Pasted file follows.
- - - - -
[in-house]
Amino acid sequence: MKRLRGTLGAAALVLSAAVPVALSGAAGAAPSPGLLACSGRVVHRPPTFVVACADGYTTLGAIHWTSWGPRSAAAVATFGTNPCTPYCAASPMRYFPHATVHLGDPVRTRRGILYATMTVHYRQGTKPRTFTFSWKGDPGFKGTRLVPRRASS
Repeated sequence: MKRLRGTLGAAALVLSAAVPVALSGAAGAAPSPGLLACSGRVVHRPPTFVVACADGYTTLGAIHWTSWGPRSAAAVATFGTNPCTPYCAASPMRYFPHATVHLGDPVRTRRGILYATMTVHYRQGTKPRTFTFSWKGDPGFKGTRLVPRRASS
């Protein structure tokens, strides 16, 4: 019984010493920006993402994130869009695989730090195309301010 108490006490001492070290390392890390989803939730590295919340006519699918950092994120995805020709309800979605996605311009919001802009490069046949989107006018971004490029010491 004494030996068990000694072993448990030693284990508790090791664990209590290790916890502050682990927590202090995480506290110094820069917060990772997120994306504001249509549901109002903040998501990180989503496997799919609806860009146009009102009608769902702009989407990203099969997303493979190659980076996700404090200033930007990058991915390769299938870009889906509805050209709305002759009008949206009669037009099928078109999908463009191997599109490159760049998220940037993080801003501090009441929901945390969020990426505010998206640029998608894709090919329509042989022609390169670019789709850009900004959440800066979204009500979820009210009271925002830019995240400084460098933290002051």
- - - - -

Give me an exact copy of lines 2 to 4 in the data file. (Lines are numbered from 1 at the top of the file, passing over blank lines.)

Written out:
Amino acid sequence: MKRLRGTLGAAALVLSAAVPVALSGAAGAAPSPGLLACSGRVVHRPPTFVVACADGYTTLGAIHWTSWGPRSAAAVATFGTNPCTPYCAASPMRYFPHATVHLGDPVRTRRGILYATMTVHYRQGTKPRTFTFSWKGDPGFKGTRLVPRRASS
Repeated sequence: MKRLRGTLGAAALVLSAAVPVALSGAAGAAPSPGLLACSGRVVHRPPTFVVACADGYTTLGAIHWTSWGPRSAAAVATFGTNPCTPYCAASPMRYFPHATVHLGDPVRTRRGILYATMTVHYRQGTKPRTFTFSWKGDPGFKGTRLVPRRASS
């Protein structure tokens, strides 16, 4: 019984010493920006993402994130869009695989730090195309301010 108490006490001492070290390392890390989803939730590295919340006519699918950092994120995805020709309800979605996605311009919001802009490069046949989107006018971004490029010491 004494030996068990000694072993448990030693284990508790090791664990209590290790916890502050682990927590202090995480506290110094820069917060990772997120994306504001249509549901109002903040998501990180989503496997799919609806860009146009009102009608769902702009989407990203099969997303493979190659980076996700404090200033930007990058991915390769299938870009889906509805050209709305002759009008949206009669037009099928078109999908463009191997599109490159760049998220940037993080801003501090009441929901945390969020990426505010998206640029998608894709090919329509042989022609390169670019789709850009900004959440800066979204009500979820009210009271925002830019995240400084460098933290002051």